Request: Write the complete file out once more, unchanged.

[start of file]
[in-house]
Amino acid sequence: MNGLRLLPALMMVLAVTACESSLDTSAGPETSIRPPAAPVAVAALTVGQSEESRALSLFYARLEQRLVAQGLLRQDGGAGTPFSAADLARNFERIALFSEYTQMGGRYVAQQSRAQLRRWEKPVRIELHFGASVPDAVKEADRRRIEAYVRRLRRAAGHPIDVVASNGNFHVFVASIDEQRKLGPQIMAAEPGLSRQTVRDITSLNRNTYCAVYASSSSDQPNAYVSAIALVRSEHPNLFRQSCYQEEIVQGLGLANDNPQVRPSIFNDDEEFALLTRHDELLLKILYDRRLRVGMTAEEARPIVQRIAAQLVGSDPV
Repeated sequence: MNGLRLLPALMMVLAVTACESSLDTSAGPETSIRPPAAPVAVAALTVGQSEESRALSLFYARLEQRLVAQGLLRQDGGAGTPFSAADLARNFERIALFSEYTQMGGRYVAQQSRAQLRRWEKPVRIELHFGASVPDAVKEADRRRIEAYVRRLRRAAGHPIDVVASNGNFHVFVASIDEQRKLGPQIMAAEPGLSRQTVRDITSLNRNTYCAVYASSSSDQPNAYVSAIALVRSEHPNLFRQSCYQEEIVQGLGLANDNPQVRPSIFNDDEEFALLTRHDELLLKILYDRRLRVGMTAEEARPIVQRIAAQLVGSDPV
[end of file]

[in-house]
Amino acid sequence: MNGLRLLPALMMVLAVTACESSLDTSAGPETSIRPPAAPVAVAALTVGQSEESRALSLFYARLEQRLVAQGLLRQDGGAGTPFSAADLARNFERIALFSEYTQMGGRYVAQQSRAQLRRWEKPVRIELHFGASVPDAVKEADRRRIEAYVRRLRRAAGHPIDVVASNGNFHVFVASIDEQRKLGPQIMAAEPGLSRQTVRDITSLNRNTYCAVYASSSSDQPNAYVSAIALVRSEHPNLFRQSCYQEEIVQGLGLANDNPQVRPSIFNDDEEFALLTRHDELLLKILYDRRLRVGMTAEEARPIVQRIAAQLVGSDPV
Repeated sequence: MNGLRLLPALMMVLAVTACESSLDTSAGPETSIRPPAAPVAVAALTVGQSEESRALSLFYARLEQRLVAQGLLRQDGGAGTPFSAADLARNFERIALFSEYTQMGGRYVAQQSRAQLRRWEKPVRIELHFGASVPDAVKEADRRRIEAYVRRLRRAAGHPIDVVASNGNFHVFVASIDEQRKLGPQIMAAEPGLSRQTVRDITSLNRNTYCAVYASSSSDQPNAYVSAIALVRSEHPNLFRQSCYQEEIVQGLGLANDNPQVRPSIFNDDEEFALLTRHDELLLKILYDRRLRVGMTAEEARPIVQRIAAQLVGSDPV